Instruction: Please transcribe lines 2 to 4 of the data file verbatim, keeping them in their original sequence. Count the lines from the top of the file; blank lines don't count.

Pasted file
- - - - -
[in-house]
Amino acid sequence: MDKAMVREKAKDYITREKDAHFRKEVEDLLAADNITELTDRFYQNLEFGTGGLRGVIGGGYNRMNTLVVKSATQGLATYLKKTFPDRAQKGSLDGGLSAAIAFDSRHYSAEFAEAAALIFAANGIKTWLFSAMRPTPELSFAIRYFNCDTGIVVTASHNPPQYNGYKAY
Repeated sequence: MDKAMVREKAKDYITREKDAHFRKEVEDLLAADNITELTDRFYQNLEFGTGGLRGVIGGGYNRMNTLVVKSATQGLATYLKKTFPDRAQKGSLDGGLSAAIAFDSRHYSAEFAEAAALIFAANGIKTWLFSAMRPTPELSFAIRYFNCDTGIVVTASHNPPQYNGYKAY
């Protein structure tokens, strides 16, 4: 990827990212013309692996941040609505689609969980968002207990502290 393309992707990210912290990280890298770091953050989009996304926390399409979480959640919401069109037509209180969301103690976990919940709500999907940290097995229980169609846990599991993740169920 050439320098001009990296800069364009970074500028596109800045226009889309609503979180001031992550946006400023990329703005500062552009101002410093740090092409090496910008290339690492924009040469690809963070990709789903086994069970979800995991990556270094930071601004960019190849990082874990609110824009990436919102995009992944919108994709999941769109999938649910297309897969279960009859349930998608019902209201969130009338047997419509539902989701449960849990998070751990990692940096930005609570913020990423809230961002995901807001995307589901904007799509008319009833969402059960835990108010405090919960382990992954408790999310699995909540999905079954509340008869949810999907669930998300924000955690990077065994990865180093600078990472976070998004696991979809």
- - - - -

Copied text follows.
Amino acid sequence: MDKAMVREKAKDYITREKDAHFRKEVEDLLAADNITELTDRFYQNLEFGTGGLRGVIGGGYNRMNTLVVKSATQGLATYLKKTFPDRAQKGSLDGGLSAAIAFDSRHYSAEFAEAAALIFAANGIKTWLFSAMRPTPELSFAIRYFNCDTGIVVTASHNPPQYNGYKAY
Repeated sequence: MDKAMVREKAKDYITREKDAHFRKEVEDLLAADNITELTDRFYQNLEFGTGGLRGVIGGGYNRMNTLVVKSATQGLATYLKKTFPDRAQKGSLDGGLSAAIAFDSRHYSAEFAEAAALIFAANGIKTWLFSAMRPTPELSFAIRYFNCDTGIVVTASHNPPQYNGYKAY
């Protein structure tokens, strides 16, 4: 990827990212013309692996941040609505689609969980968002207990502290 393309992707990210912290990280890298770091953050989009996304926390399409979480959640919401069109037509209180969301103690976990919940709500999907940290097995229980169609846990599991993740169920 050439320098001009990296800069364009970074500028596109800045226009889309609503979180001031992550946006400023990329703005500062552009101002410093740090092409090496910008290339690492924009040469690809963070990709789903086994069970979800995991990556270094930071601004960019190849990082874990609110824009990436919102995009992944919108994709999941769109999938649910297309897969279960009859349930998608019902209201969130009338047997419509539902989701449960849990998070751990990692940096930005609570913020990423809230961002995901807001995307589901904007799509008319009833969402059960835990108010405090919960382990992954408790999310699995909540999905079954509340008869949810999907669930998300924000955690990077065994990865180093600078990472976070998004696991979809």